• CTU’s collection development policy - to promote with faculty – faculty are thrilled with JSTOR and Project Muse. Faculty use the ebooks from DDA without even realizing it. Tutorials on website to help students get started; but we have information overload problem. CTU is on ATS list for online courses.
  • Transcript

    • 1. E-Book Collection Development, Patron Access and DDA Lisa Gonzalez Electronic Resources Librarian
    • 2. CTU Library Materials Budget Electronic Databases 23% e-Book DDA 3% e-Book packages 2% e-Booksfirm & standing 5% PrintBooks 26% e-Periodicals 3% PrintPeriodicals 38% 2012-2013 library materialsbudget for CTU
    • 3. CTU’s DDA Program • YBP vendor – EBL and Ebrary suppliers • Approval and technical profiles with YBP • Profile with EBL • Profile with Ebrary • Parameters include price, content type, short term loan, initial and subsequent record loads • Cost considerations – discovery records, cataloging records, annual service fee
    • 4. CTU’s DDA Program Comparison of features for DDA program EBL Ebrary DDA Eligibility All titles on EBL platform eligible for DDA. Subset of titles on Ebrary platform eligible for DDA. Mediation Mediated and unmediated DDA purchase options available. Unmediated DDA purchase only. Short Term Loans (STL) All titles on EBL platform eligible for STL. Subset of titles on Ebrary platform eligible for STL. Browse Browse up to 5 minutes, and unlimited page views. Printing or downloading triggers a transaction. Browse up to 10 minutes, limited to 10 page views, excluding TOC and index. Printing or copying triggers a transaction. Reader Technology Online reading in browser. Online reading in browser, or Unity Reader. Portable Devices Can download book or chapters to devices that support Adobe Digital Editions (ADE). Download capabilities depends on license selected. Hosting Fees A one-time platform fee paid incrementally with each e-book purchased, annual maintenance fee if platform fee is ever reached. Annual $250 hosting fee minimum. Pro/Con Offline reading available/all users must authenticate Users don’t have to authenticate on campus/downloading limits availability to other users, fewer titles available Table based on information from YBP communications and platform websites; features may have changed.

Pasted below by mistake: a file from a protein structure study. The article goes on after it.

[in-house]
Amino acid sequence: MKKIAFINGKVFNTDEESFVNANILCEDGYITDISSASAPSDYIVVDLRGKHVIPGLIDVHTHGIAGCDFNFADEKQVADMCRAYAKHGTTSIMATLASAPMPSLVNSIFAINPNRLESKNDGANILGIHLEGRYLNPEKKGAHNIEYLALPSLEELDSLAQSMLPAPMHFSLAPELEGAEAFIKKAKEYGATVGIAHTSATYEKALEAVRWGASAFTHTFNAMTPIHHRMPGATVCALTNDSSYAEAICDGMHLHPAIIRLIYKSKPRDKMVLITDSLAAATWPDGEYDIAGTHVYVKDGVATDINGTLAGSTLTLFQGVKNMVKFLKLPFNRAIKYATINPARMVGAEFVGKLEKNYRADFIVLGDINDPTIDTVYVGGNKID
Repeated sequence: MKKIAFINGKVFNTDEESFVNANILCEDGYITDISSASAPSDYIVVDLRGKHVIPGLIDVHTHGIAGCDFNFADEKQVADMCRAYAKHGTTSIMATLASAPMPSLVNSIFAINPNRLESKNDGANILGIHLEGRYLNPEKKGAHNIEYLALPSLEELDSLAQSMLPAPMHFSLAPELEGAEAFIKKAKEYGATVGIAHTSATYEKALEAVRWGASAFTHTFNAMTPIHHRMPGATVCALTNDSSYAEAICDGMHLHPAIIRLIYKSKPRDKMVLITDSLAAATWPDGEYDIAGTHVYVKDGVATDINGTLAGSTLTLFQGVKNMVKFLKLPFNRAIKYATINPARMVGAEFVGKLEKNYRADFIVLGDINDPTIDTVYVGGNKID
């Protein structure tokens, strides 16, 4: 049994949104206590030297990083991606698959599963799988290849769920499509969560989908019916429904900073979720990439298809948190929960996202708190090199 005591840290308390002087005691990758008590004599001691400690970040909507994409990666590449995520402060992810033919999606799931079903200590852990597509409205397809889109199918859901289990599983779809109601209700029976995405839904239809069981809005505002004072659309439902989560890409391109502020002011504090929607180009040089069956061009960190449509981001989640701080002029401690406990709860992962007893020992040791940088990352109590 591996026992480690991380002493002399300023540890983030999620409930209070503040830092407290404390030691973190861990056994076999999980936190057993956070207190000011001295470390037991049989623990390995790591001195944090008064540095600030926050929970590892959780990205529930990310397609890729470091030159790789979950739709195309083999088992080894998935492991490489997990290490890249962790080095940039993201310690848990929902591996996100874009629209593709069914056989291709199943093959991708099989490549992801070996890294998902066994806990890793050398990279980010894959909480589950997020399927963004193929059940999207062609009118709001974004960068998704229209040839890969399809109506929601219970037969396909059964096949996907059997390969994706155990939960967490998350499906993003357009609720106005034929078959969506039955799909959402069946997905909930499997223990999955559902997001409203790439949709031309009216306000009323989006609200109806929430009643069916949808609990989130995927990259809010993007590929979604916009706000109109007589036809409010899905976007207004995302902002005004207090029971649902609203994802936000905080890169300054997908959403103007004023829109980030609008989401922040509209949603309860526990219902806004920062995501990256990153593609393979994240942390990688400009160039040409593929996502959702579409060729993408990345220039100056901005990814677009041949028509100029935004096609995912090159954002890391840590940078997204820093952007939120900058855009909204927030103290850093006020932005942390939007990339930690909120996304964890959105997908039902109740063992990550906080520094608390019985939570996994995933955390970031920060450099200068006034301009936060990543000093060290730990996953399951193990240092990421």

• 5. E-resources in the Library Catalog 1950 6968 79 233 152857 0 20000 40000 60000 80000 100000 120000 140000 160000 180000 DDA selection pool All ebooks All databases/websites All eserials All other physical items (CARLI Coll Stat 8 - July 2012) Totalitem count by format May 2013
    • 6. Type of DDA Usage by Patrons 1% 3% 6% 90% DDA Usage from Discovery Pool 2012-2013 Items purchased Shortterm loans Browses Total discovery pool